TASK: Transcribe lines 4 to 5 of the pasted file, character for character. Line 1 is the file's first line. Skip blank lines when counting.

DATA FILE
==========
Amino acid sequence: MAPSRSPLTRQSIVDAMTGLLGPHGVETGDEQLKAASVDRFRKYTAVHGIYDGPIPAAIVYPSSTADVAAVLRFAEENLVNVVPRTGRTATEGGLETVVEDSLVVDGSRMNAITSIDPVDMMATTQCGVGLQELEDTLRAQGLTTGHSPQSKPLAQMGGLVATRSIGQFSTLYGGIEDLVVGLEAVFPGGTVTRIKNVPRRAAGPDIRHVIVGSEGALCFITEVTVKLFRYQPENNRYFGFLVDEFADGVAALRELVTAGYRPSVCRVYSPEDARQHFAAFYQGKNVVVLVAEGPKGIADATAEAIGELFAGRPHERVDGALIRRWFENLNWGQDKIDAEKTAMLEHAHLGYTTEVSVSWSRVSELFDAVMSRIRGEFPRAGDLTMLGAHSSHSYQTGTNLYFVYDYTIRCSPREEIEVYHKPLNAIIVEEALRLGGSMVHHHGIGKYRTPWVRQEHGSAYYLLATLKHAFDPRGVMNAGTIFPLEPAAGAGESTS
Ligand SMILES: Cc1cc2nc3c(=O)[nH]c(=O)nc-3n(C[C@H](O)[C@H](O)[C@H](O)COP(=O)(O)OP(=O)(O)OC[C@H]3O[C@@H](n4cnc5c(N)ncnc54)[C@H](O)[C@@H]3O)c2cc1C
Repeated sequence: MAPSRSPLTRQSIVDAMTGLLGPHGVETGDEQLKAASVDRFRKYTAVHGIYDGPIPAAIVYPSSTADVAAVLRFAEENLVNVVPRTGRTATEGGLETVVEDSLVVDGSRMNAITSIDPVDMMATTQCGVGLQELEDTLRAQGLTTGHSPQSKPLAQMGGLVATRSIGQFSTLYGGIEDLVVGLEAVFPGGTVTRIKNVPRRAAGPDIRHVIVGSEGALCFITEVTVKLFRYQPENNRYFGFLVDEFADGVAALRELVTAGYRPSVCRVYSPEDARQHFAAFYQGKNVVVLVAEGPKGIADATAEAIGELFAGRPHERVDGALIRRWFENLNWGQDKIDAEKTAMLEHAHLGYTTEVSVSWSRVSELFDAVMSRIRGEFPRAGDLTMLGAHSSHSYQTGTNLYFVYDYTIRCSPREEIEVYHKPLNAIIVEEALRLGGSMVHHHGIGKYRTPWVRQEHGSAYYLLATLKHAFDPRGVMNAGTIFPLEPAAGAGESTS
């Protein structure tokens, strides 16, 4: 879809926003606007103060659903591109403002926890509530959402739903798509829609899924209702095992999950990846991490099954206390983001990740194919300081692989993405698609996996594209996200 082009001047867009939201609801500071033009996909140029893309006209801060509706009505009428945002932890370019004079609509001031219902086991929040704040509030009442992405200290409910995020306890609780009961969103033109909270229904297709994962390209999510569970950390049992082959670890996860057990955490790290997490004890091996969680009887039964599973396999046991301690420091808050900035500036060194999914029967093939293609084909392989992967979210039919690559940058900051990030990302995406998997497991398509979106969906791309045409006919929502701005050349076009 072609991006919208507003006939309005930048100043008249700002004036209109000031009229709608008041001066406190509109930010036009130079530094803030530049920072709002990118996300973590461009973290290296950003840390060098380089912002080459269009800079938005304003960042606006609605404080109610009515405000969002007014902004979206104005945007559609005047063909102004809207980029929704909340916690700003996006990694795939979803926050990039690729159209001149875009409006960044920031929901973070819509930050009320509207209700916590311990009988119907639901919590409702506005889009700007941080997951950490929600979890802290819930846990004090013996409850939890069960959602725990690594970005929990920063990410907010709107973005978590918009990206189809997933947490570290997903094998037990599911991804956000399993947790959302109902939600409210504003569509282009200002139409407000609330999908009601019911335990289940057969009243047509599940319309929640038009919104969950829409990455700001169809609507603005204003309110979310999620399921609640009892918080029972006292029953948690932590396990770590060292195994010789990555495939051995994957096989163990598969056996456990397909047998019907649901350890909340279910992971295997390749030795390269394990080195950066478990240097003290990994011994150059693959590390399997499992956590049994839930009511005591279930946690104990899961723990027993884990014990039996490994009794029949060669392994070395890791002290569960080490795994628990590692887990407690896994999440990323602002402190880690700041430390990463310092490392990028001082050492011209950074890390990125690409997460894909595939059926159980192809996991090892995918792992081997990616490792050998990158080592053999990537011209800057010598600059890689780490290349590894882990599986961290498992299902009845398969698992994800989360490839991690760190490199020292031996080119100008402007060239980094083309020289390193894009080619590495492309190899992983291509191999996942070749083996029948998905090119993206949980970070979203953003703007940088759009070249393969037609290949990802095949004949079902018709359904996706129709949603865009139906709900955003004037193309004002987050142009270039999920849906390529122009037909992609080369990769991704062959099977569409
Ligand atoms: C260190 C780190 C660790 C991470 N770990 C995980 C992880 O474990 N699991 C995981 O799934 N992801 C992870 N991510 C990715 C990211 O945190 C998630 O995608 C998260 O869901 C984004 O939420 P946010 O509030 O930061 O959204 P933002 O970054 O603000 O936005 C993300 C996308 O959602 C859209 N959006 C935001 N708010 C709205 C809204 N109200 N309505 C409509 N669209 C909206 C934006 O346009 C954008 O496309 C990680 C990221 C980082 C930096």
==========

């Protein structure tokens, strides 16, 4: 879809926003606007103060659903591109403002926890509530959402739903798509829609899924209702095992999950990846991490099954206390983001990740194919300081692989993405698609996996594209996200 082009001047867009939201609801500071033009996909140029893309006209801060509706009505009428945002932890370019004079609509001031219902086991929040704040509030009442992405200290409910995020306890609780009961969103033109909270229904297709994962390209999510569970950390049992082959670890996860057990955490790290997490004890091996969680009887039964599973396999046991301690420091808050900035500036060194999914029967093939293609084909392989992967979210039919690559940058900051990030990302995406998997497991398509979106969906791309045409006919929502701005050349076009 072609991006919208507003006939309005930048100043008249700002004036209109000031009229709608008041001066406190509109930010036009130079530094803030530049920072709002990118996300973590461009973290290296950003840390060098380089912002080459269009800079938005304003960042606006609605404080109610009515405000969002007014902004979206104005945007559609005047063909102004809207980029929704909340916690700003996006990694795939979803926050990039690729159209001149875009409006960044920031929901973070819509930050009320509207209700916590311990009988119907639901919590409702506005889009700007941080997951950490929600979890802290819930846990004090013996409850939890069960959602725990690594970005929990920063990410907010709107973005978590918009990206189809997933947490570290997903094998037990599911991804956000399993947790959302109902939600409210504003569509282009200002139409407000609330999908009601019911335990289940057969009243047509599940319309929640038009919104969950829409990455700001169809609507603005204003309110979310999620399921609640009892918080029972006292029953948690932590396990770590060292195994010789990555495939051995994957096989163990598969056996456990397909047998019907649901350890909340279910992971295997390749030795390269394990080195950066478990240097003290990994011994150059693959590390399997499992956590049994839930009511005591279930946690104990899961723990027993884990014990039996490994009794029949060669392994070395890791002290569960080490795994628990590692887990407690896994999440990323602002402190880690700041430390990463310092490392990028001082050492011209950074890390990125690409997460894909595939059926159980192809996991090892995918792992081997990616490792050998990158080592053999990537011209800057010598600059890689780490290349590894882990599986961290498992299902009845398969698992994800989360490839991690760190490199020292031996080119100008402007060239980094083309020289390193894009080619590495492309190899992983291509191999996942070749083996029948998905090119993206949980970070979203953003703007940088759009070249393969037609290949990802095949004949079902018709359904996706129709949603865009139906709900955003004037193309004002987050142009270039999920849906390529122009037909992609080369990769991704062959099977569409
Ligand atoms: C260190 C780190 C660790 C991470 N770990 C995980 C992880 O474990 N699991 C995981 O799934 N992801 C992870 N991510 C990715 C990211 O945190 C998630 O995608 C998260 O869901 C984004 O939420 P946010 O509030 O930061 O959204 P933002 O970054 O603000 O936005 C993300 C996308 O959602 C859209 N959006 C935001 N708010 C709205 C809204 N109200 N309505 C409509 N669209 C909206 C934006 O346009 C954008 O496309 C990680 C990221 C980082 C930096």